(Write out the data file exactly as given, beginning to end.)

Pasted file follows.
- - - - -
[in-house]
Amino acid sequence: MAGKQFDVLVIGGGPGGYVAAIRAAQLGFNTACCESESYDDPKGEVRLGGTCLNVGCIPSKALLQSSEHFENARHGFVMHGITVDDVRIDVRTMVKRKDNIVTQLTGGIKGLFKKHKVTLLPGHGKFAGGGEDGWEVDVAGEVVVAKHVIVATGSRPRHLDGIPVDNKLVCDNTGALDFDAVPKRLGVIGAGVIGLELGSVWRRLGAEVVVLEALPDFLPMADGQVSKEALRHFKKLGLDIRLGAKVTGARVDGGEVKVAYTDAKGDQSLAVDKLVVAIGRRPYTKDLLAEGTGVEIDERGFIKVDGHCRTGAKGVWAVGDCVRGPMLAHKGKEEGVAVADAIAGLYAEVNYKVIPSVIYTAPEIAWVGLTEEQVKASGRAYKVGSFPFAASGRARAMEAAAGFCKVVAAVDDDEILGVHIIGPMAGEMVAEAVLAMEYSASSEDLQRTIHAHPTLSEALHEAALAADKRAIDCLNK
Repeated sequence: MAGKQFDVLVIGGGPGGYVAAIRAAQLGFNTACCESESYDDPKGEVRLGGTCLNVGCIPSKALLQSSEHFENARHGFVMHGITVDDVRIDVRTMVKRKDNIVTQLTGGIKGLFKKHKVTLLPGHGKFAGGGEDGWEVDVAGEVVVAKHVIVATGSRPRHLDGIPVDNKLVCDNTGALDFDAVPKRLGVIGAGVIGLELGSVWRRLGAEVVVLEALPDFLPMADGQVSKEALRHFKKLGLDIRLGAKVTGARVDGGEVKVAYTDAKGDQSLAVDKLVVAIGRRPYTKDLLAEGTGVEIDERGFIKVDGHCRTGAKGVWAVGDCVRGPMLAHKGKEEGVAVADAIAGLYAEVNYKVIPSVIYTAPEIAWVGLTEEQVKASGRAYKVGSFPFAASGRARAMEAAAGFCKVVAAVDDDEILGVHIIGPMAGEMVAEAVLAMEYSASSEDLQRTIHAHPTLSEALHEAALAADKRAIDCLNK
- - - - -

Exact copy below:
[in-house]
Amino acid sequence: MAGKQFDVLVIGGGPGGYVAAIRAAQLGFNTACCESESYDDPKGEVRLGGTCLNVGCIPSKALLQSSEHFENARHGFVMHGITVDDVRIDVRTMVKRKDNIVTQLTGGIKGLFKKHKVTLLPGHGKFAGGGEDGWEVDVAGEVVVAKHVIVATGSRPRHLDGIPVDNKLVCDNTGALDFDAVPKRLGVIGAGVIGLELGSVWRRLGAEVVVLEALPDFLPMADGQVSKEALRHFKKLGLDIRLGAKVTGARVDGGEVKVAYTDAKGDQSLAVDKLVVAIGRRPYTKDLLAEGTGVEIDERGFIKVDGHCRTGAKGVWAVGDCVRGPMLAHKGKEEGVAVADAIAGLYAEVNYKVIPSVIYTAPEIAWVGLTEEQVKASGRAYKVGSFPFAASGRARAMEAAAGFCKVVAAVDDDEILGVHIIGPMAGEMVAEAVLAMEYSASSEDLQRTIHAHPTLSEALHEAALAADKRAIDCLNK
Repeated sequence: MAGKQFDVLVIGGGPGGYVAAIRAAQLGFNTACCESESYDDPKGEVRLGGTCLNVGCIPSKALLQSSEHFENARHGFVMHGITVDDVRIDVRTMVKRKDNIVTQLTGGIKGLFKKHKVTLLPGHGKFAGGGEDGWEVDVAGEVVVAKHVIVATGSRPRHLDGIPVDNKLVCDNTGALDFDAVPKRLGVIGAGVIGLELGSVWRRLGAEVVVLEALPDFLPMADGQVSKEALRHFKKLGLDIRLGAKVTGARVDGGEVKVAYTDAKGDQSLAVDKLVVAIGRRPYTKDLLAEGTGVEIDERGFIKVDGHCRTGAKGVWAVGDCVRGPMLAHKGKEEGVAVADAIAGLYAEVNYKVIPSVIYTAPEIAWVGLTEEQVKASGRAYKVGSFPFAASGRARAMEAAAGFCKVVAAVDDDEILGVHIIGPMAGEMVAEAVLAMEYSASSEDLQRTIHAHPTLSEALHEAALAADKRAIDCLNK